The framework agreement declared last week as a prelude to the anticipated final deal to follow the negotiations of the coming three months is important in a way that goes beyond the nuclear dimension. It also meets two other important demands of the Islamic Republic: first, a public American declaration, which has the the flavor of being an official pledge, that the United States respects the Mullah regime in Tehran and will never seek to topple this regime no matter what. Indeed, this regime has now become a partner of the United States for the next ten years - at the very least - being the party pledging to comply with the inspection regime to be agreed upon for the nuclear activities led by the International Atomic Energy Agency.

Regional ambitions and key threats

Second, the U.S. president agreed to another very important demand made by Tehran, namely, recognizing its regional weight, ambitions, and roles without meddling on the part of the United States. Thus, Barack Obama bowed down to the Iranian insistence on non-U.S. objection to Iranian intervention in Syria, Iraq, Lebanon, and Yemen, to secure the nuclear deal that he wants to serve as his historic legacy. In this context, it is not important what this or that U.S. official may say about the American position on Iranian intervention here or there. The bottom line is that the Obama administration has abandoned -- or was forced to abandon -- the chips through which it could have put pressure on Tehran to stop it from encroaching on key Arab nations such as Iraq, Syria, Yemen, and Lebanon.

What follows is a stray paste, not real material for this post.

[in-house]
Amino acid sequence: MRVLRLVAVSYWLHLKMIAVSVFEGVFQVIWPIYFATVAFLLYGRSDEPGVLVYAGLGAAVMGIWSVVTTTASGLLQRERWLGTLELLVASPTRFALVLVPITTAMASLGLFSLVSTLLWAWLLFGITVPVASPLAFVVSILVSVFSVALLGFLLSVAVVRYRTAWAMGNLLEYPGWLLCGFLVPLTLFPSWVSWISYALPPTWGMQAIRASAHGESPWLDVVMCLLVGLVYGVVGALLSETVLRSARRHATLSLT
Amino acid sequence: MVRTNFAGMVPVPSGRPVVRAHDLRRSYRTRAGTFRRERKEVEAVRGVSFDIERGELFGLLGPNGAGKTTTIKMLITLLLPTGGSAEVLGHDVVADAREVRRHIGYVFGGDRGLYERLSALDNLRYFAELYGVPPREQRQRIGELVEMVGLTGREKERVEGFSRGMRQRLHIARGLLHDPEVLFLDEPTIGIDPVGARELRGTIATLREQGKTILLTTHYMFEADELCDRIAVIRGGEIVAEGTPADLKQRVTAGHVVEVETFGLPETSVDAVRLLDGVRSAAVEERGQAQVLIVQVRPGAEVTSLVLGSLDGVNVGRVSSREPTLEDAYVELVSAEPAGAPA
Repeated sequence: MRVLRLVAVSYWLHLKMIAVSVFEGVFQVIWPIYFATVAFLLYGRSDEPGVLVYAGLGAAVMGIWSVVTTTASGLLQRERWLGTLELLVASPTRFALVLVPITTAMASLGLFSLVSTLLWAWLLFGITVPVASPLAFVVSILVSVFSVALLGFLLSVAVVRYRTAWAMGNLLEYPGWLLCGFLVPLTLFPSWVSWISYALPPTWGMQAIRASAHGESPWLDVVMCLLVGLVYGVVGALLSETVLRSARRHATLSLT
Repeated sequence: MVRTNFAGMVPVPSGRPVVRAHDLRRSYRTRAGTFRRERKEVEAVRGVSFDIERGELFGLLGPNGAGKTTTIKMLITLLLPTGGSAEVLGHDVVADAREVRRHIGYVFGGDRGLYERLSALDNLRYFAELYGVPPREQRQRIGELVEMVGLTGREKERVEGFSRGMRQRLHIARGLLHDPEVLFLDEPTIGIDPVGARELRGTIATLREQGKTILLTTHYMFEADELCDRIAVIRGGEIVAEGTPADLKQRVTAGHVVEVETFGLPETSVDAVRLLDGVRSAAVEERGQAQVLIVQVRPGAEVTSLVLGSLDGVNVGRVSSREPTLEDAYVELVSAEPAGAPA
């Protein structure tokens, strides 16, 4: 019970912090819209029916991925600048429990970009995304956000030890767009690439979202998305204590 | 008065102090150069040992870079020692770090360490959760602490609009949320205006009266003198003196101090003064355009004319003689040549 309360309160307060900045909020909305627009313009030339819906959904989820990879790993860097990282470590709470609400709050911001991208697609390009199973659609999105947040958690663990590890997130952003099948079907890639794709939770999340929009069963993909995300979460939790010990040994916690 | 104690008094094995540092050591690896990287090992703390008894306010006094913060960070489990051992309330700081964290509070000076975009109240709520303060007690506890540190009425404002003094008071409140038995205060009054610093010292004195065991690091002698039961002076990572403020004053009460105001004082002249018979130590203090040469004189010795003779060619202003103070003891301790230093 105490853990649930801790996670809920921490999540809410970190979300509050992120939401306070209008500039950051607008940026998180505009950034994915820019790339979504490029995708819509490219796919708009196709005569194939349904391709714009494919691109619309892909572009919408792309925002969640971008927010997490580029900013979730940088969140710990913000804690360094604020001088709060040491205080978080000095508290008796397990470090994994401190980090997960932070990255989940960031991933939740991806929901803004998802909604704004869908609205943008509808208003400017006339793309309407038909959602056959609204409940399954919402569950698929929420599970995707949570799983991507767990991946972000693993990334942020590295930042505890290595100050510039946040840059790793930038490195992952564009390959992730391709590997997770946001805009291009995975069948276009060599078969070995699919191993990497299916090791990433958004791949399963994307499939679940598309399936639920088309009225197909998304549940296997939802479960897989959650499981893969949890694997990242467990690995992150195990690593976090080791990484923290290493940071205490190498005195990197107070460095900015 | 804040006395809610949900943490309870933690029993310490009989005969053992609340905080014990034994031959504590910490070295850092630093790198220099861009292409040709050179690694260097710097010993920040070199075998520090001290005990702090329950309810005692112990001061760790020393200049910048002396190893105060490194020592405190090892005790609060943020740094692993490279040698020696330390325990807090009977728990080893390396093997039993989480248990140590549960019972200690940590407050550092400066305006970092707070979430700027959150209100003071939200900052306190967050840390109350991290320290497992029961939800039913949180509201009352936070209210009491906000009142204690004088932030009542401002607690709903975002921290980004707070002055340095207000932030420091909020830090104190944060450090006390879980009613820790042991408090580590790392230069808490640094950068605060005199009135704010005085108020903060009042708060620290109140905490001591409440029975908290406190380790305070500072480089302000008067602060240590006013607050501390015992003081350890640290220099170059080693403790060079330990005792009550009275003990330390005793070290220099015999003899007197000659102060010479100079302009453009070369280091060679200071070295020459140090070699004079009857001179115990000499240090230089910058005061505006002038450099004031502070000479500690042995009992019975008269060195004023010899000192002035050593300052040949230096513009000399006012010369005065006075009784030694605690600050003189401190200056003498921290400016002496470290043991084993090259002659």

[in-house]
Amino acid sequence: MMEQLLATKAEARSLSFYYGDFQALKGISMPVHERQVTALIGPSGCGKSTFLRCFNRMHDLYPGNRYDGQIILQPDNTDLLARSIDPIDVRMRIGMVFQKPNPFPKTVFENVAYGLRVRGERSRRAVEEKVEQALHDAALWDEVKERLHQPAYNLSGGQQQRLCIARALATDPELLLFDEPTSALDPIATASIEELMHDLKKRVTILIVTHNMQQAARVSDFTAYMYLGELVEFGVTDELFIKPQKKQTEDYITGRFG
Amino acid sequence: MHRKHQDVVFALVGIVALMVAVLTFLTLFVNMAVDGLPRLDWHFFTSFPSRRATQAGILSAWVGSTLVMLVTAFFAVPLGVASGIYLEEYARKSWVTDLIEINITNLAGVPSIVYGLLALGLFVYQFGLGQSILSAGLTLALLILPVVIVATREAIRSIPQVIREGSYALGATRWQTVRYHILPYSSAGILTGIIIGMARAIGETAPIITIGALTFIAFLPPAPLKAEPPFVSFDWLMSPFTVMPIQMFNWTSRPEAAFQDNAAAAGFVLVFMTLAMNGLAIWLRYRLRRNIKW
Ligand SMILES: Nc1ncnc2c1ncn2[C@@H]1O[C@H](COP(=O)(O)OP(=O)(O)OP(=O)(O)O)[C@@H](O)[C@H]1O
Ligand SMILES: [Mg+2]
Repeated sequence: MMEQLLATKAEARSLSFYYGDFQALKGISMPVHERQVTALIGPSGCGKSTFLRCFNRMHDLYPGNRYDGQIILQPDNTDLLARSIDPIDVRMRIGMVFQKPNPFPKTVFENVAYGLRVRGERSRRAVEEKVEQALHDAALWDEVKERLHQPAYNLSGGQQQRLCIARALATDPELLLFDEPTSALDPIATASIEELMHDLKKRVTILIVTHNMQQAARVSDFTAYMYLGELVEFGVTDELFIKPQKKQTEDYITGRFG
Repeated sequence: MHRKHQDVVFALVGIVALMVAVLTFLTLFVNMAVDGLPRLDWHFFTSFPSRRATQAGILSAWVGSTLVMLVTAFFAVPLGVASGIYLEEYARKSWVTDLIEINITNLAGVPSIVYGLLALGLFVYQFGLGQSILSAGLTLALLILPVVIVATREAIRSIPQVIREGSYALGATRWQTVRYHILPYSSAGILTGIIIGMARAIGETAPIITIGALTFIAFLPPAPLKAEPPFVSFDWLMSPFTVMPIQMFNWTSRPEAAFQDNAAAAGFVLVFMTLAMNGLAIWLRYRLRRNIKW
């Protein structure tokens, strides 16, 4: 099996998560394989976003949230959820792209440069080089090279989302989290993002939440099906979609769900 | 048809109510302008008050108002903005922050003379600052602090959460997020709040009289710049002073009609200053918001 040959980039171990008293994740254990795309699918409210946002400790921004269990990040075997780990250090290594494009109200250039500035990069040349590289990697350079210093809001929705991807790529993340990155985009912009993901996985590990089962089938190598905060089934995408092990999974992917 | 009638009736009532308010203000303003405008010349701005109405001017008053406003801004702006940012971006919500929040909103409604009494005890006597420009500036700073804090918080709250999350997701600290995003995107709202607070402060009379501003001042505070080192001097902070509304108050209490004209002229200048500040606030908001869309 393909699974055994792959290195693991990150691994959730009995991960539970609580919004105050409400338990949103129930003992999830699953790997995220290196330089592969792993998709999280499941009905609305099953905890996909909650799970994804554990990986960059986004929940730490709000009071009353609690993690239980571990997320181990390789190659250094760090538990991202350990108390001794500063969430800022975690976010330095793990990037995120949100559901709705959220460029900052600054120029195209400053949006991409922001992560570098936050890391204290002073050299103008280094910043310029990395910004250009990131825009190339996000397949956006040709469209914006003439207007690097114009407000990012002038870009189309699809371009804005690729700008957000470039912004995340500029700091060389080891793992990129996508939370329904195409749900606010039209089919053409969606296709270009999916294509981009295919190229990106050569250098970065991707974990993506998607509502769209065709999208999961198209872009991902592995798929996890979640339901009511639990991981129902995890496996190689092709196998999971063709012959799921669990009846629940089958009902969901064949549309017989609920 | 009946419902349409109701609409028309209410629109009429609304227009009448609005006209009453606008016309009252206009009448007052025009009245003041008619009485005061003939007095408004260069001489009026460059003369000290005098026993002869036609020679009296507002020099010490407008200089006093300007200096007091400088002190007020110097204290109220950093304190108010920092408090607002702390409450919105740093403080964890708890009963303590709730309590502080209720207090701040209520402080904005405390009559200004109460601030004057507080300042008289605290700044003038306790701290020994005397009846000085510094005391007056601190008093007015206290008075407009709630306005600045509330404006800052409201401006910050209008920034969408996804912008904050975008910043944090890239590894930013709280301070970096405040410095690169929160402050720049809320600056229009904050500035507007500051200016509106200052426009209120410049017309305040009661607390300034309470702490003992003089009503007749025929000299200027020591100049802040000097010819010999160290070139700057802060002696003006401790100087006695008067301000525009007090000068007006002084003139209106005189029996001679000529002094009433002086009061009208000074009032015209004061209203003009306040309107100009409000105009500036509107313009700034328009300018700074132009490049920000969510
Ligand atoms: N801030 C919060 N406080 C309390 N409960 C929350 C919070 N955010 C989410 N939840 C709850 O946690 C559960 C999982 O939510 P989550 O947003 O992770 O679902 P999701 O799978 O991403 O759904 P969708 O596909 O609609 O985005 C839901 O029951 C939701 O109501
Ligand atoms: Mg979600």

The Arab leaderships, especially Saudi leadership, have three months to effect a radical change in the equation of the American-Iranian-Arab relationship

Raghida Dergham

This is the picture then: First, the U.S. president’s recognition that Iran, within 13 years, will be ready to turn into a nuclear military power. What will supposedly prevent this is an ambiguous and loose inspection mechanism whose features are yet to be specified, to be conducted by the IAEA with a yet mysterious and non-specified link to the process of lifting the international sanctions at the U.N. Security Council.

Secondly, the international sanctions on Iran will be gradually lifted at the Security Council in parallel with the gradual implementation of nuclear commitments -- in the Obama administration’s view. In the view of Tehran and a number of European capitals, however, the sanctions will be lifted as soon as the nuclear deal is signed. No matter how many ways the agreement can be interpreted, the countries gearing up to capitalize on the nuclear deal are ready to reap the spoils -- led by Russia, India, China, and Brazil, the so-called BRICS countries, which had for long appeased Iran and spared it from accountability on Syria and on the international resolutions Iran violated. The first milestone will be Russia’s delivery of advanced air defense systems such as the S-300 to Iran, as soon as the sanctions are lifted.